The eye was slit on sclera, and there was fear he'd lose it along with this career. After several surgeries (and a tidy $6.5 million insurance settlement), Berard had 20/600 vision in his eye which was elevated to an NHL-required 20/400 with the use of a contact lens. He missed a full season, rehabbed for a comeback, and played the rest of the decade through back injuries and an embarrassing drug test failure.
• • •
The fact that this all-time ghastly scene isn't at No. 1 is a testament to the all-time ghastly scenes that ranked ahead of it. Because few hockey fans will forget the first time they witnessed the Florida Panthers' winger getting his throat slashed by the skate of teammate Olli Jokinen(notes) in Feb. 2008:
He was eventually discharged from the hospital, missed the rest of the 2007-08 season and returned the following year for the Panthers. Over 20,000 fans sent get-well messages to the Panthers' Web site for Zednik. Like other incidents on this list, it sparked a League-wide debate, this time regarding neck guards for NHL players.
• • •
2. Steve Moore's Neck, 2004
We're running our all-decade lists through the end of December. Sadly, this will not be the last time you see this tragic moment in NHL history mentioned as a low-point for the League.
It was March 8, 2004. The Vancouver Canucks were looking for vengeance after Colorado Avalanche forward Steve Moore checked captain Markus Naslund(notes) near the head in a previous game. One game had already passed between the teams, but this contest would find Todd Bertuzzi(notes) viciously attacking Moore from behind because ... well, the courts haven't determined that yet:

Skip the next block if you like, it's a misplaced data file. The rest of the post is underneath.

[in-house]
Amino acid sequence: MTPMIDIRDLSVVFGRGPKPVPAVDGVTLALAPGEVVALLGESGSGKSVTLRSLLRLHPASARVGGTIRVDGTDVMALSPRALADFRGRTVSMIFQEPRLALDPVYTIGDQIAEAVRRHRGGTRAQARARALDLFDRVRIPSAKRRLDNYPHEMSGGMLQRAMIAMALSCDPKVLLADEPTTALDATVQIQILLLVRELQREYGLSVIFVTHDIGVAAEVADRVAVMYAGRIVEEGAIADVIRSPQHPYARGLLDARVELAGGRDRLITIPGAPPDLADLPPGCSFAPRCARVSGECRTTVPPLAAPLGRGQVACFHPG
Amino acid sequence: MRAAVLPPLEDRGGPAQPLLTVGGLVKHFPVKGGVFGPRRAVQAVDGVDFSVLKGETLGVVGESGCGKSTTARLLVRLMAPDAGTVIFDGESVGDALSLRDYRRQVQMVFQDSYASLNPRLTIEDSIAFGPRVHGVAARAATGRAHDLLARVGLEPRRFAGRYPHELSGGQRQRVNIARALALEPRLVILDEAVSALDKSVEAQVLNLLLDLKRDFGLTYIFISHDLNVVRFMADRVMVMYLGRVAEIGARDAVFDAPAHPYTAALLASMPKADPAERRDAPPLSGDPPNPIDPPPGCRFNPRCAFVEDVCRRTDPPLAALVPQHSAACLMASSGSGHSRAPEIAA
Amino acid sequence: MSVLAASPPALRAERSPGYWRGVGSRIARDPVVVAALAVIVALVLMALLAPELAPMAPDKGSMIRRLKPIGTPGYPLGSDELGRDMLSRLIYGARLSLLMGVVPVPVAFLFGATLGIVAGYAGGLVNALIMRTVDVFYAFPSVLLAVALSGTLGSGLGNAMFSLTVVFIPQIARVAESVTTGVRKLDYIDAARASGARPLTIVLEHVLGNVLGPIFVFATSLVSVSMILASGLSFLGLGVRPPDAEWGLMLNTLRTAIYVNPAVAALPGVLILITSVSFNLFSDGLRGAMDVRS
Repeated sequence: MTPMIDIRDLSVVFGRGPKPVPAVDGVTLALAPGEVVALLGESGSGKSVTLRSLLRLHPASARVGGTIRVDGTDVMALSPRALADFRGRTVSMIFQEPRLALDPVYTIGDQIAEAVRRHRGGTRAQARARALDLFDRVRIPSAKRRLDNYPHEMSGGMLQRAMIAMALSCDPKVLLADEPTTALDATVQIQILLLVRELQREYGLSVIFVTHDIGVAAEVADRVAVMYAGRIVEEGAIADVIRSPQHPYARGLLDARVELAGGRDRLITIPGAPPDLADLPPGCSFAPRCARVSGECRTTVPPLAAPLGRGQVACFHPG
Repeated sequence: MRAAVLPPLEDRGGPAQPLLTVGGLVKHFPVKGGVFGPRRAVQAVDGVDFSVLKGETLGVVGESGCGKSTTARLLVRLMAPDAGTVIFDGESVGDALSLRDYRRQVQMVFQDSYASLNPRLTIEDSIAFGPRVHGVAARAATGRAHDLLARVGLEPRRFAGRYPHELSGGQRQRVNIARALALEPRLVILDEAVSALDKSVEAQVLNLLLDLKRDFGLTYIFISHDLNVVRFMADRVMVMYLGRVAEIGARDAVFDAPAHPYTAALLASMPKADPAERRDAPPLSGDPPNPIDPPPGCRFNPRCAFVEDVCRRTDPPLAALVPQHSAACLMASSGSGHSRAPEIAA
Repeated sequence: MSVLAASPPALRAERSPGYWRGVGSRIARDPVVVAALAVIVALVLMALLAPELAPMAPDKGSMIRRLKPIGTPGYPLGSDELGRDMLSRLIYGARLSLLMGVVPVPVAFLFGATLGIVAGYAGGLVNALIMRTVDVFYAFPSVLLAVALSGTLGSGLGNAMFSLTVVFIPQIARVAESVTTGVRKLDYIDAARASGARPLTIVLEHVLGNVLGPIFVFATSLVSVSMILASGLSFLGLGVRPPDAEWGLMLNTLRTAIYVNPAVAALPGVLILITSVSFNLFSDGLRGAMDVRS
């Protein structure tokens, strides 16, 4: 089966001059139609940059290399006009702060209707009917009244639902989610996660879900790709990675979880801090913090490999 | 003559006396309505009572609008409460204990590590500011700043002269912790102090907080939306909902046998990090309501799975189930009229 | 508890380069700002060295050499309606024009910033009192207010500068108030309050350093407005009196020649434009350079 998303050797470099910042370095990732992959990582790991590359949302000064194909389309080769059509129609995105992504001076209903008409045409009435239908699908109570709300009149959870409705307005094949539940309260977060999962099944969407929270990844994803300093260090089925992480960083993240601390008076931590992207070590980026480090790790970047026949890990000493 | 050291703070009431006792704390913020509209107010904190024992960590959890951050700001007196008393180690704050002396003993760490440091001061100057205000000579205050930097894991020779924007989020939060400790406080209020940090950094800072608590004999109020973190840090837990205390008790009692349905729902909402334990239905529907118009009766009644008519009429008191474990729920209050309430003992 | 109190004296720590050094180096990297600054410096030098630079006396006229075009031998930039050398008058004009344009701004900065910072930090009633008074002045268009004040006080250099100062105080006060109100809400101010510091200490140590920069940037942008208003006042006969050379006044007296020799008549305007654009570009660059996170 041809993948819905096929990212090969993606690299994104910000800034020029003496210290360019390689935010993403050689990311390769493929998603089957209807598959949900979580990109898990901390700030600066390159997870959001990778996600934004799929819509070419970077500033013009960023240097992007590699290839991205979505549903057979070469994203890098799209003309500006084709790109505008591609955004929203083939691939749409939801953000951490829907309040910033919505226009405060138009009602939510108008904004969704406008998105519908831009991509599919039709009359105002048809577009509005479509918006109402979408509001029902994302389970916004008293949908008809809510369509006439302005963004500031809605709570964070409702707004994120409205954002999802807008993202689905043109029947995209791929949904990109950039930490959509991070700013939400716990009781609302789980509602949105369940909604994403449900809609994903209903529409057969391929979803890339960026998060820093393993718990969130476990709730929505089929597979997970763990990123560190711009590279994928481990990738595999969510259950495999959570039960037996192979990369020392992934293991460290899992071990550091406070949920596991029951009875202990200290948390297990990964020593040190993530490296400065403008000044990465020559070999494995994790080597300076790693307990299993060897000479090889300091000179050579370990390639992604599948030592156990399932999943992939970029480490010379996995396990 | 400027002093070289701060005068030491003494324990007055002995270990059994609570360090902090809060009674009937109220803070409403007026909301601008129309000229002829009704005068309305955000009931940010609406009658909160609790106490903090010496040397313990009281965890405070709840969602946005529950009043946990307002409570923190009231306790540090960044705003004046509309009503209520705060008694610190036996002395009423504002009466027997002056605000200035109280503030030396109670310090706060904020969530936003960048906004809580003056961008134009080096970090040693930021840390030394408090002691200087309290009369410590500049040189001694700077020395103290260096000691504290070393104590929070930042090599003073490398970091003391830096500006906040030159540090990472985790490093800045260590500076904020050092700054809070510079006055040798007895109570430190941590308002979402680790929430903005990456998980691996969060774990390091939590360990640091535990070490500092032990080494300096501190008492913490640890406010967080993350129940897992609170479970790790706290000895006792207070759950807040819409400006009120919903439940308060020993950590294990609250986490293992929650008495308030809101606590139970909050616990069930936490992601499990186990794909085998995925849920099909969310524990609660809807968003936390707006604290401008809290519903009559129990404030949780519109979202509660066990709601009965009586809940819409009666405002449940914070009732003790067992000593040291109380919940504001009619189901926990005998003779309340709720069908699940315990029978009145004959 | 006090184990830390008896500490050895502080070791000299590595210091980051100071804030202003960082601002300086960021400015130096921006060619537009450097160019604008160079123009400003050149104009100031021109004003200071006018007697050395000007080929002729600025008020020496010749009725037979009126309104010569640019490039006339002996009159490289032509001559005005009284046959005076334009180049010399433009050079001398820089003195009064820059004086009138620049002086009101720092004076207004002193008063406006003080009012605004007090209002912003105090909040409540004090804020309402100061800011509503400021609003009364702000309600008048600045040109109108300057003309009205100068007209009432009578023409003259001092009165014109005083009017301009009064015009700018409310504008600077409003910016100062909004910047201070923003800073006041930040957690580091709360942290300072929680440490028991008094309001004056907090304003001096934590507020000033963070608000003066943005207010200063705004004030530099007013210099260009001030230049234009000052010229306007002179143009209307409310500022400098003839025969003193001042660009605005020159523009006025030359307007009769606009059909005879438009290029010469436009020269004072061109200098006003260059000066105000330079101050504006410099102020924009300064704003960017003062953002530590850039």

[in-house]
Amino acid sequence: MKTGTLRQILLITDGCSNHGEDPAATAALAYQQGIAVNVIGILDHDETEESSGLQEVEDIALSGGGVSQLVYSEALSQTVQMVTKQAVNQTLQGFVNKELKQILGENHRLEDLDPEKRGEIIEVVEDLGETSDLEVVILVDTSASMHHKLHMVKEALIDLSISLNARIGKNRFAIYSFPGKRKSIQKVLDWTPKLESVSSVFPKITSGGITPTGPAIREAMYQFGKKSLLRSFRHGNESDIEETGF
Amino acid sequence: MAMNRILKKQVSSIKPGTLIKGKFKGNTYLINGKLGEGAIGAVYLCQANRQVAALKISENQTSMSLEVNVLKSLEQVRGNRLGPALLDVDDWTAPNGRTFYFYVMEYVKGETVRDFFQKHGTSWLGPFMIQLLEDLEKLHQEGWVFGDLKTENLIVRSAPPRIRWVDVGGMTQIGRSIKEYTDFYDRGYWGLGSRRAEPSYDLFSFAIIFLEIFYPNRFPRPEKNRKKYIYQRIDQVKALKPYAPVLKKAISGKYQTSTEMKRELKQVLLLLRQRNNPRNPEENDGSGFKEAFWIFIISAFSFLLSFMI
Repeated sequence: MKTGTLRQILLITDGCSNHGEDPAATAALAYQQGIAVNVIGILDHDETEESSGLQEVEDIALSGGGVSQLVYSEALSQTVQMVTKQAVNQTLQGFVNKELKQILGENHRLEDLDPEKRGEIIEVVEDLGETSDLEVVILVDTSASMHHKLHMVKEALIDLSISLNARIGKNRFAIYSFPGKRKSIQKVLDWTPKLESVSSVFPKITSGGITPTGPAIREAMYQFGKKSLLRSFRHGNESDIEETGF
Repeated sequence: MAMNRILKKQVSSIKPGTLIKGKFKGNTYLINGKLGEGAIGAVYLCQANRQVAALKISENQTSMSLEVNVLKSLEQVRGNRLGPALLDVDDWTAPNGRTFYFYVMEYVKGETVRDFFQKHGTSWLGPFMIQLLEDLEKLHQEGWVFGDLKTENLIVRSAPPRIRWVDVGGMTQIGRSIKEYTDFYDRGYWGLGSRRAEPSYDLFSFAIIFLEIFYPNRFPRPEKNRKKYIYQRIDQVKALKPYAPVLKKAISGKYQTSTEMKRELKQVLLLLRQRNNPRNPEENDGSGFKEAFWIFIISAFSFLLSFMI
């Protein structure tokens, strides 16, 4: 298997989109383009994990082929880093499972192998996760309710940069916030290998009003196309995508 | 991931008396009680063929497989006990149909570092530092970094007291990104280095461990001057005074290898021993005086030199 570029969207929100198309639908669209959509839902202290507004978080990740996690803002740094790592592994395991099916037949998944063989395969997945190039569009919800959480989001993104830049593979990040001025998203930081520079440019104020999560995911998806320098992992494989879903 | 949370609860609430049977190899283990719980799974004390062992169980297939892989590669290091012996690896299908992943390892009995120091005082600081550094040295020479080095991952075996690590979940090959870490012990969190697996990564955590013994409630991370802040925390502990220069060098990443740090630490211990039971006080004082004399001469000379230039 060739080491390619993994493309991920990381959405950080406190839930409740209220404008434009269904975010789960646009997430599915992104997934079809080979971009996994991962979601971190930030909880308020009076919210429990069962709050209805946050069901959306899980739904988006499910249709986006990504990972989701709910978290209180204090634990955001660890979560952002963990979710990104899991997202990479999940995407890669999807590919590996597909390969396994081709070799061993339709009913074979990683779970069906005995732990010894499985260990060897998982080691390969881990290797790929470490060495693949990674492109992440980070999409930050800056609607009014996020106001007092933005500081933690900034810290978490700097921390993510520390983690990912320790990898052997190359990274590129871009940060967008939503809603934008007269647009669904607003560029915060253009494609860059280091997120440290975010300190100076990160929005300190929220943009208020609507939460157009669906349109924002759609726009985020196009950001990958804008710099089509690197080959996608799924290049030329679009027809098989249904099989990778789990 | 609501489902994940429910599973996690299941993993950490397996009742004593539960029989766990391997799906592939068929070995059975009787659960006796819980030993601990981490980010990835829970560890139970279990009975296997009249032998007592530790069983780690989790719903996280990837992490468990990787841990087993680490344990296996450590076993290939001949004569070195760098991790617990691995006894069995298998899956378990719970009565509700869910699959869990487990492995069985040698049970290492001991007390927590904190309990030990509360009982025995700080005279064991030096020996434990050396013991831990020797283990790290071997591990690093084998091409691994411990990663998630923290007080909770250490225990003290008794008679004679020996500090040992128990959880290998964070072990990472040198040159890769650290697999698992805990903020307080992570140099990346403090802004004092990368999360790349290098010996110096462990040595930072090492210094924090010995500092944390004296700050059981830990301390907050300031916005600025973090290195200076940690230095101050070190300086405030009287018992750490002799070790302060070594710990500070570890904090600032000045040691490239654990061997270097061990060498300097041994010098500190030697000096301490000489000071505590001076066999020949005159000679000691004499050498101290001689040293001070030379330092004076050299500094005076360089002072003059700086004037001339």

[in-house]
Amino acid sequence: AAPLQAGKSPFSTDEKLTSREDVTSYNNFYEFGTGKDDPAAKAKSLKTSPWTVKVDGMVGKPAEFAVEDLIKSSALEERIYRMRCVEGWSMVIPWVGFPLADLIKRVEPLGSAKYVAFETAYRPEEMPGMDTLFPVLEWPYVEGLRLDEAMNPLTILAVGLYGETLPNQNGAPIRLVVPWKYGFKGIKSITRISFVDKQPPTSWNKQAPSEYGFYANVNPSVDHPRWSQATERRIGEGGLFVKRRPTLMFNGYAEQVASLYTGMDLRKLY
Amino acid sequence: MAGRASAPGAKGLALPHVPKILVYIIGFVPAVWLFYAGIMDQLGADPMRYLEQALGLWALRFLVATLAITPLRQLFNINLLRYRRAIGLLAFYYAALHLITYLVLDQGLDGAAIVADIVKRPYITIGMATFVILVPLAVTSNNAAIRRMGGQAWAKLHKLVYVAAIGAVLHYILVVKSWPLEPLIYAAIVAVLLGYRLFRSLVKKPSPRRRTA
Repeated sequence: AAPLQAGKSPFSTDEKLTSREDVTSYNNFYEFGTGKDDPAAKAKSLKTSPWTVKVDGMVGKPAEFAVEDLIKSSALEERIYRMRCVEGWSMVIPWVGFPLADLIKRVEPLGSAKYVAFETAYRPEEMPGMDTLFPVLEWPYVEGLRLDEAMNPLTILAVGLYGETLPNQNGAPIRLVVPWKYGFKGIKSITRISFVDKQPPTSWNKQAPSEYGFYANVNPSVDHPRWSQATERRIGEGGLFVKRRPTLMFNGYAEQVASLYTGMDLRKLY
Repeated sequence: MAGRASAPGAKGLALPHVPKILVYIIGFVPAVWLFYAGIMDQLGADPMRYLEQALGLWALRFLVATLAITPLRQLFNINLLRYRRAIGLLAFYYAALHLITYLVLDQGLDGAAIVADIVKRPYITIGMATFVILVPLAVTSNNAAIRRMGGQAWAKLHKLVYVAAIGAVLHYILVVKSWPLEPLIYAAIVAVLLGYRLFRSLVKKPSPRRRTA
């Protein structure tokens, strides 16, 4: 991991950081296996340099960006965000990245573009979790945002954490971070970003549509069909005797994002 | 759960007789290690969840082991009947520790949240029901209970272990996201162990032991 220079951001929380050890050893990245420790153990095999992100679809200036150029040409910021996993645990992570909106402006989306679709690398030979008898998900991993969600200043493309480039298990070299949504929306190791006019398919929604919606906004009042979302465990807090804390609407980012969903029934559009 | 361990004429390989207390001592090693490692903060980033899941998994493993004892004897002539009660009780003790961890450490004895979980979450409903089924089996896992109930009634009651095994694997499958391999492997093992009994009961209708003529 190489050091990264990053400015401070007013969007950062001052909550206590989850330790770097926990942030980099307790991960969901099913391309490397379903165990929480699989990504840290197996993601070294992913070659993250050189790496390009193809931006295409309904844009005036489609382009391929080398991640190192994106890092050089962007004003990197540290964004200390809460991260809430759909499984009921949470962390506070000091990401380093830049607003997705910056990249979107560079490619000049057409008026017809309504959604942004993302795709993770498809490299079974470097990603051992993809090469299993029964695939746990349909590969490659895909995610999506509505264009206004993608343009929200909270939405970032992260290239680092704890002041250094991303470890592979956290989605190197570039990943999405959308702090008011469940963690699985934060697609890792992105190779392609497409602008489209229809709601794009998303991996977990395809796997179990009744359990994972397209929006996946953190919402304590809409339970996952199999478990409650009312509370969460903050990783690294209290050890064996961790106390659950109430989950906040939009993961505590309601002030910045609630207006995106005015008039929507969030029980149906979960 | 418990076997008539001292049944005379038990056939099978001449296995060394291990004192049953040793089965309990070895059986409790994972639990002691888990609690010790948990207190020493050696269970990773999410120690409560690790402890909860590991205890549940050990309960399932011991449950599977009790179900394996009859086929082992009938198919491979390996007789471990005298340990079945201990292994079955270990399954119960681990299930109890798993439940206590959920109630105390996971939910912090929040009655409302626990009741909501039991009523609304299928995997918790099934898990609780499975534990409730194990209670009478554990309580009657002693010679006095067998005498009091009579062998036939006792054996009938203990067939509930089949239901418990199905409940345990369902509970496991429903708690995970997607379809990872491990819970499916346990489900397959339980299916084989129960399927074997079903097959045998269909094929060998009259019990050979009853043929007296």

You know the aftermath: The sucker-punch fractured Moore's vertebrae, cut his face and gave him a concussion; his NHL career was finished. Bertuzzi, after tearfully apologizing, was suspended indefinitely by the NHL as the incident received coverage from ESPN to "The Today Show." Bertuzzi ended up missing 20 games along with the locked-out NHL season. Visit CBC Sports for complete coverage of this landmark incident that's still being litigated in the courts.
• • •
1. Trent McCleary's Tracheotomy, 2000
Yes, it takes an emergency, life-saving tracheotomy to top this horrific list.
Trent McCleary was a center for the Montreal Canadiens. In Jan. 2000 against the Philadelphia Flyers, he went down to block a Chris Therien shot and took a puck to the throat.
McCleary very quickly got to his feet and skated toward the trainer. Because the puck had collapsed his windpipe he could not breathe. He was carried off the ice, and lost consciousness while in the tunnel. He easily could have died that night, but he was rushed to a hospital, and had an emergency tracheostomy within 10 minutes of leaving the arena. He remained in critical condition before being upgraded to stable condition on Feb. 1.
The injury cost McCleary his hockey career, after his air passage was 15 percent narrower than before.
Let's hope we don't see any of these reoccur in the next 10 years.
Puck Daddy's Best & Worst of the Decade lists will run on Tuesday, Thursday and Saturday through the end of 2009. (Yes, that includes holidays; cynical appraisal never sleeps.)